Voting rights advocates are considering legal options after a Georgia judge denied their lawsuit that would have compelled the state to add 40,000 newly registered voters to the rolls. Judge Christopher Brasher said voters whose registration applications were lost may cast provisional ballots in next week’s election. But he declined to force Republican Secretary of State Brian Kemp and counties to ensure voting for the thousands of new voters. The Lawyers’ Committee for Civil Rights Under Law, the New Georgia Project, and the Georgia branch of the NAACP are weighing whether to appeal to the Georgia Supreme Court. “You’ve got a situation that was designed to wreak havoc on the elections office if a large number of provisional ballots are cast,” Julie Houk, a senior special counsel with the Lawyers’ Committee for Civil Rights’ voting rights project, told The Huffington Post Wednesday. She said provisional ballots are “not an adequate remedy” because “registered voters are entitled to cast a regular ballot.”
Kentucky’s legislative redistricting haunted the county clerks of Campbell and Kenton counties by forcing them to set up “ghost precincts.” “Ghost precincts” were created in strips of land where nobody lives in response to make House and Senate districts contiguous, said Campbell County Clerk Jack Snodgrass. The legislature approved the redistricting plan in August 2013. A wooded hillside along Sleepy Hollow Road is home to Kenton County’s ghost Fort Wright 4.5 precinct. Nobody is registered to vote in the Sleepy Hollow precinct including Ichabod Crane. And Crescent Springs 3.5, another ghost precinct, is along the Norfolk Southern railroad tracks. The new precincts were created in response to the redrawing of the 23rd Senate District and the 65th and 69th House districts.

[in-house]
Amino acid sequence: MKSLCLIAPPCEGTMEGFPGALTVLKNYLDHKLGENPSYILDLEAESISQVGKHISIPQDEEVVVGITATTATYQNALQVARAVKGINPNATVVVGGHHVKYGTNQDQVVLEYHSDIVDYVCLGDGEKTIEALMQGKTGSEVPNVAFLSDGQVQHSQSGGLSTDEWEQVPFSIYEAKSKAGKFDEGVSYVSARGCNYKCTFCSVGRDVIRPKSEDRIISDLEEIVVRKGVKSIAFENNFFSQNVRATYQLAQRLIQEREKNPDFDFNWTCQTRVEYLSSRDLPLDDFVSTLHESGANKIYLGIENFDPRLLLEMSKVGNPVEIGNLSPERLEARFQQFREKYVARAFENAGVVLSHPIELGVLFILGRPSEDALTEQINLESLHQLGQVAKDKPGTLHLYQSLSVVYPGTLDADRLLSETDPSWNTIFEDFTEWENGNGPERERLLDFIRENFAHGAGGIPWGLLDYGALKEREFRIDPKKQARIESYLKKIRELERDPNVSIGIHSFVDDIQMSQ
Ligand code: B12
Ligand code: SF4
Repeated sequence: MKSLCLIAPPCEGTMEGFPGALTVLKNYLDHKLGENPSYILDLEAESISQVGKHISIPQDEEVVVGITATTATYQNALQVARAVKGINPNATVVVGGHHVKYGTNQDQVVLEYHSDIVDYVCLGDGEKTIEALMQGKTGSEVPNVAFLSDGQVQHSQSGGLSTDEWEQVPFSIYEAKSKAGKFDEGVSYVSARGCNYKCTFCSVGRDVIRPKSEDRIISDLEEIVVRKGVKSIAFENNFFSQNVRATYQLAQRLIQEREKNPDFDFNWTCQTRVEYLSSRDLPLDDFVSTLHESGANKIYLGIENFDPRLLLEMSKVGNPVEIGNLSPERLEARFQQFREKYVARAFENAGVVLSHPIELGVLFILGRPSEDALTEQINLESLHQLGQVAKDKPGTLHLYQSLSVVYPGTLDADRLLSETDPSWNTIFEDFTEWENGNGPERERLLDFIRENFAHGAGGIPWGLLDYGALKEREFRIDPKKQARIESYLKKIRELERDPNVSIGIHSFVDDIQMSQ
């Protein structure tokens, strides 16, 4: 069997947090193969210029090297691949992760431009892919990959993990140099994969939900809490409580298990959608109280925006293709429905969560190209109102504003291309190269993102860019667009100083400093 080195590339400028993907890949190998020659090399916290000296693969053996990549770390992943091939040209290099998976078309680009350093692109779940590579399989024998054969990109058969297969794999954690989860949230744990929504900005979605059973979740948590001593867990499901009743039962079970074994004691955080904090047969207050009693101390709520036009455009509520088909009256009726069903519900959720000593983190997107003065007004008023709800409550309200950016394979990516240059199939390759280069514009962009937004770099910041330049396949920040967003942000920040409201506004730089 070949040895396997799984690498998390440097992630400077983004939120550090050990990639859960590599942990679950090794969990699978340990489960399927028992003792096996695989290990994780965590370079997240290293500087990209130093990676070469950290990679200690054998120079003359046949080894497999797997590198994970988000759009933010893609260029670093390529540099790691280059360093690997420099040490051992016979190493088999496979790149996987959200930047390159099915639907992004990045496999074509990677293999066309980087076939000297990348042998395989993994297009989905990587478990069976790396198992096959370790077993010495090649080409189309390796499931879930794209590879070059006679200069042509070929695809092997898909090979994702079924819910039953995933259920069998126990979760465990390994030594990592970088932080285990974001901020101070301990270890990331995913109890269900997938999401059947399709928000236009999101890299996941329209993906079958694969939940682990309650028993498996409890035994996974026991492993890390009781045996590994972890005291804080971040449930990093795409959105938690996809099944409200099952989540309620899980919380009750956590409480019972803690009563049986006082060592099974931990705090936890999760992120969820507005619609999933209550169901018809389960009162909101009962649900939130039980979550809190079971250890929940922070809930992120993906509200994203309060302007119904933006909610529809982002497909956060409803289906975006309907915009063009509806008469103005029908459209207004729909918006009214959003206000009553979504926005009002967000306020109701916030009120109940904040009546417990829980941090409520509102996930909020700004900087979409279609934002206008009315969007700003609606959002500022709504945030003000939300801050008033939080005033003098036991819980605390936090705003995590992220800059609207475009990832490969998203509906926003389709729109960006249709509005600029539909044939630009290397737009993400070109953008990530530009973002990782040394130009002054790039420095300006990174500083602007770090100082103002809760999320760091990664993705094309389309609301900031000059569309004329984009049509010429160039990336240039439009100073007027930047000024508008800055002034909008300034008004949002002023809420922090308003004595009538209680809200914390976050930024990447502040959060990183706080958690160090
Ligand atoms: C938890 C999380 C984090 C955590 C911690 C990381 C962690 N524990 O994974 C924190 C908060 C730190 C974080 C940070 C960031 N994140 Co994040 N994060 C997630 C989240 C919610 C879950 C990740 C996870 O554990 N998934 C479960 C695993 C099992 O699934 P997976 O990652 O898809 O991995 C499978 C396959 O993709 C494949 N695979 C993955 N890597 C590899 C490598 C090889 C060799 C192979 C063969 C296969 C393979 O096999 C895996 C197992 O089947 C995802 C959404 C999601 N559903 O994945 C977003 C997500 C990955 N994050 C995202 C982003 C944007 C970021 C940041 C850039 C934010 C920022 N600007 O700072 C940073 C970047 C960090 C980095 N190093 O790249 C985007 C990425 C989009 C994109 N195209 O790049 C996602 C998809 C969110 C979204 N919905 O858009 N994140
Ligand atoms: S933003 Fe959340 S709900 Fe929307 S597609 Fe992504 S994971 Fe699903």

Missouri will join the 33 states that allow early voting if voters approve Amendment 6 on Tuesday. But the proposed amendment would make Missouri’s early voting laws some of the most stringent in the country. Amendment 6 would allow for six business days of early voting per general election, beginning in 2016. The early voting would occur at county clerks’ offices during normal business hours and depends on the Statehouse and governor approving extra funding for the added expenses. Voting policies vary by state, but most states, including Kansas and Illinois, offer longer early voting periods and more flexible locations and times. An earlier ballot proposal would have allowed up to six weeks of early voting in Missouri. The measure failed to garner enough signatures to appear on the ballot.